- Pandora has generated impressive revenue growth.
- Content acquisition costs declined in Q1 2014.
- There appears to be a lack of operating leverage despite top line growth.
After the stagnant growth of digital downloads, music streaming companies are in the spotlight. The announcement that Spotify had 10 million paid subscribers and the recent $3 billion acquisition of Beats Electronics by Apple, Inc. (NASDAQ:AAPL), may have solidified music streaming's status as the next growth industry. Meanwhile, in 2013 Google, Inc. (NASDAQ:GOOG) (NASDAQ:GOOGL) entered the industry through its Google Music, and Amazon, Inc. (NASDAQ:AMZN) is planning on offering music streaming to customers of Amazon Prime - its video streaming service. However, the question remains, "Is music streaming a viable business?" If you analyze Pandora Media's (NYSE:P) historical financial performance, the answer is "No."
Pandora is the leader in Internet radio in the United States, offering a personalized experience to listeners. Through algorithms, the company predicts listener preferences and updates its playlists based on the listeners choices in real time. At Q1 2014 the company had approximately 75 million active users.
Impressive Revenue Growth
The company has two revenue streams:
- Free Service - Advertiser supported and allows listeners access to personalized playlists.
- Pandora One - Provided to paying subscribers without external advertising. The cost is about $4.99 per month.
Revenue has grown from $50.2 million in 12 months ended January 2010 to $600.2 million through 11 months ended December 31, 2013. Based on Q1 2014 revenue of $194.3 million, Pandora's run-rate is about $780 million. Just as impressive is that paid subscribers represented 38% of revenue in Q1 2014, up from 16% in Q1 2013; this makes the company less dependent upon advertising revenue and makes it more competitive with Spotify.
Content Acquisition Cost Superior to Spotify's
The lion's share of music streaming's cost is royalty fees paid to record labels, artists or performing rights organizations for access to music content. Spotify is rumored to pay as much as 70 cents on each dollar of revenue for royalties. Meanwhile, Apple has the necessary leverage to squeeze artists in order to lower Beats' royalty payments post-transaction. For Pandora, such royalties declined to 56% of revenue in Q1 2014 from 75% in Q1 2013.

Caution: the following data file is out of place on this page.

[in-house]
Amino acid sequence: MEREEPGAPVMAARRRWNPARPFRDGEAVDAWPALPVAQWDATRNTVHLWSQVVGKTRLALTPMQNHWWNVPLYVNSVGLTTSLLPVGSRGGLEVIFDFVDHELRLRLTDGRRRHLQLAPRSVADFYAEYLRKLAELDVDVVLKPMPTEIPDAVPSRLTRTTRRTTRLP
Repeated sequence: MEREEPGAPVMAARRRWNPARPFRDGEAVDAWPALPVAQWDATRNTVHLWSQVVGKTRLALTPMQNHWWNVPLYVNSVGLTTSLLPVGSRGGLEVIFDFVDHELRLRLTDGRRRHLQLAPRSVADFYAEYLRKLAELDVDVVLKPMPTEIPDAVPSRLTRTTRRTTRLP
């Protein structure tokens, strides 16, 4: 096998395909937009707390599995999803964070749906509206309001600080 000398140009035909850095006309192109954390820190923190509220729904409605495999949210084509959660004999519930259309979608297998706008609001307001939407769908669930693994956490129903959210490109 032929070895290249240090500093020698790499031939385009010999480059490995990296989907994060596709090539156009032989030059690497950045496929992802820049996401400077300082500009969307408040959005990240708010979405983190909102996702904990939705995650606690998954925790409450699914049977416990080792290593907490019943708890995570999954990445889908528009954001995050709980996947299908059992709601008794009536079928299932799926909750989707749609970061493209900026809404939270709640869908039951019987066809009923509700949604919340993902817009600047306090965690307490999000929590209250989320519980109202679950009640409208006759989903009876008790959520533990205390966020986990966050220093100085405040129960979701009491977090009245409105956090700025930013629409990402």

Pandora Still Unprofitable
Pandora has not turned a profit in its existence. One would think that an impressive growth in revenue, a successful campaign to attract paid subscribers, and declining royalty payouts would generate profits, right? Think again. The company generated an operating loss of $29.0 million and $38.5 million in Q1 2014 and Q1 2013, respectively. As revenue has grown, its operating expenses as a percentage of revenue has crept up, implying that the company has little to no operating leverage.
Despite higher revenues, operating expenses as a percentage of revenue was 45% and 40% for the 12 months ended 2013 and 2012, respectively. The same pattern occurred during the first quarter as operating expenses as a percentage of revenue in Q1 2014 (51%) was slightly higher than Q1 2013 (50%), despite a 69% growth in revenue over that same period.
Stagnant Growth in Active Listeners
The company's active listeners were 75.3 million and 76.2 million at Q1 2014 and Q1 2013, respectively. Active listeners drive listener hours, which in turn drive advertising revenue. Assuming advertising rates and listener behavior are consistent year over year, the company's flat growth in active listeners implies it may be as good as it gets for Pandora's top line growth.
Pandora seems to be firing on all cylinders pursuant to revenue growth. It has also lowered its content acquisition costs in Q1 2014 versus the same period last year, yet has still been unable to turn a profit. With stagnant growth in active listeners and new entrants into music streaming, this may be as good as it gets for Pandora. I advise investors to avoid the stock.